Purpose To evaluate the impact of influenza media coverage on the 2003-04 influenza vaccination status of children 6 to 59 months.
Methods Children 6 to 59 months of age who presented to a large, pediatric resident's continuity clinic or the affiliated acute care clinic in the summer of 2004 were enrolled. The parental survey ascertained the influenza vaccination status of the child during the 2003-04 influenza season and the factors that influenced that vaccination status. For children that were vaccinated in the clinic or the health department, influenza vaccination dates were confirmed in a computerized medical record or state immunization registry.
Results Of the 256 enrolled children, 98 (38%) parents reported that their child had received the 2003-04 influenza vaccine. Of these, 64 (65%) children had confirmed influenza vaccination dates between October 1 and December 31, 2003. A comparison of the mean number of confirmed influenza vaccinations per week before and after the influenza media coverage, which began on November 17, 2003, was performed. Unlike previous influenza seasons in which influenza vaccine was evenly distributed from October through December, 48 (75%) children with confirmed vaccination dates received the influenza vaccine after the media coverage. We found 2.4 influenza vaccinations per week before and 8.6 vaccinations per week after the media coverage (Student's t-test p < .001). Multivariate analysis of all children showed that parental recall of a physician recommendation (odds ratio 14.2, 95% CI 6.6-30.5), having a family member vaccinated (odds ratio 8.2, 95% CI 3.8-17.9), and having a fall continuity clinic visit (odds ratio 5.2, 95% CI 2.3-11.4) strongly predicted the influenza vaccination status in children. Of the 94 parents who recalled a physician recommendation, 71 (76%) children were vaccinated, whereas only 27 of 162 (17%) children were vaccinated if parents did not recall a physician recommendation.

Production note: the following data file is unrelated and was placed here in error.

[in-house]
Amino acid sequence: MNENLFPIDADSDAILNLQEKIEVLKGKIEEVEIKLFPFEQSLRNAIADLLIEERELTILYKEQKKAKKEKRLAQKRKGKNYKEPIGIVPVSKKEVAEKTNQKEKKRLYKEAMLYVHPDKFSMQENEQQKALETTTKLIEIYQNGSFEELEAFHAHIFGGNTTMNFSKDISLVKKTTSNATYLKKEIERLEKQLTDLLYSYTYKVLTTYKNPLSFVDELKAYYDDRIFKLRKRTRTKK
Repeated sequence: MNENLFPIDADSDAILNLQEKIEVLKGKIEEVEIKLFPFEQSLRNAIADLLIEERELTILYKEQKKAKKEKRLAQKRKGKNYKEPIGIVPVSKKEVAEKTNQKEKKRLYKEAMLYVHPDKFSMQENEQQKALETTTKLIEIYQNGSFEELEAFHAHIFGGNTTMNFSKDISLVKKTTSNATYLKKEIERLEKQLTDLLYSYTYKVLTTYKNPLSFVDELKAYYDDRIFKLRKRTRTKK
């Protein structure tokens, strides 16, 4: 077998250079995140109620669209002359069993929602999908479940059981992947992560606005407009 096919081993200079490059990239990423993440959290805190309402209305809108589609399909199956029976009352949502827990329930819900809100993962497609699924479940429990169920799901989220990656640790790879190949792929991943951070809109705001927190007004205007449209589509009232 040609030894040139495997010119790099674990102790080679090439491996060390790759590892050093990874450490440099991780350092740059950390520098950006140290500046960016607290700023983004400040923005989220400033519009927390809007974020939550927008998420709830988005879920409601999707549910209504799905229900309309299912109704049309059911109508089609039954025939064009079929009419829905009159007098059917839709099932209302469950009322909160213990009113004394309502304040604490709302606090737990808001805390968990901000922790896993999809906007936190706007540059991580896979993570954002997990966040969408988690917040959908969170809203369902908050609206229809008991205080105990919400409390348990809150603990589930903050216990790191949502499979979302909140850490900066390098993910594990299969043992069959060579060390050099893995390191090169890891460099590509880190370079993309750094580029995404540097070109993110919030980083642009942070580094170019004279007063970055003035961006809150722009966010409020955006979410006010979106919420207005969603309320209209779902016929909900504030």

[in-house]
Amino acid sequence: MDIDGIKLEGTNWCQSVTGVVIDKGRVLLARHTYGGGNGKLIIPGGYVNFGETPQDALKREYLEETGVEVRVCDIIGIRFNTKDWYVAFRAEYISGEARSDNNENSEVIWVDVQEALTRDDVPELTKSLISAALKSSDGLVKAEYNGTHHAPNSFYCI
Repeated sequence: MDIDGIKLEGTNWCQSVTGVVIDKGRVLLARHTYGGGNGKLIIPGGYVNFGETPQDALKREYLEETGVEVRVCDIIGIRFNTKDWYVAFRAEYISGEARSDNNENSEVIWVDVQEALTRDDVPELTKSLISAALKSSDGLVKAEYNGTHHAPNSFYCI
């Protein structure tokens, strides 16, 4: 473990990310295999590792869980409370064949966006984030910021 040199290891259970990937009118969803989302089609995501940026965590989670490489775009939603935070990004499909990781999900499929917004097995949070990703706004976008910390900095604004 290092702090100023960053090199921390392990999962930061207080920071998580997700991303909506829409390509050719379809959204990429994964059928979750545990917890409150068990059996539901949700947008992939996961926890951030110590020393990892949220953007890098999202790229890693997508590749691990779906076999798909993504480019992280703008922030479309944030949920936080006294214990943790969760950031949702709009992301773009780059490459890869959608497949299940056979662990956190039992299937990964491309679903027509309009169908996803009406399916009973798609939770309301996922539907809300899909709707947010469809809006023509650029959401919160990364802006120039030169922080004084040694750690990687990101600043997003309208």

Conclusion Pediatric influenza vaccination rates in 2003-04 were on target to be similar to that of 2002-03 until the influenza media coverage when the rates dramatically increased. Media coverage in conjunction with explicit physician recommendation for children and their contacts is a key factor to improve influenza vaccination rates in children.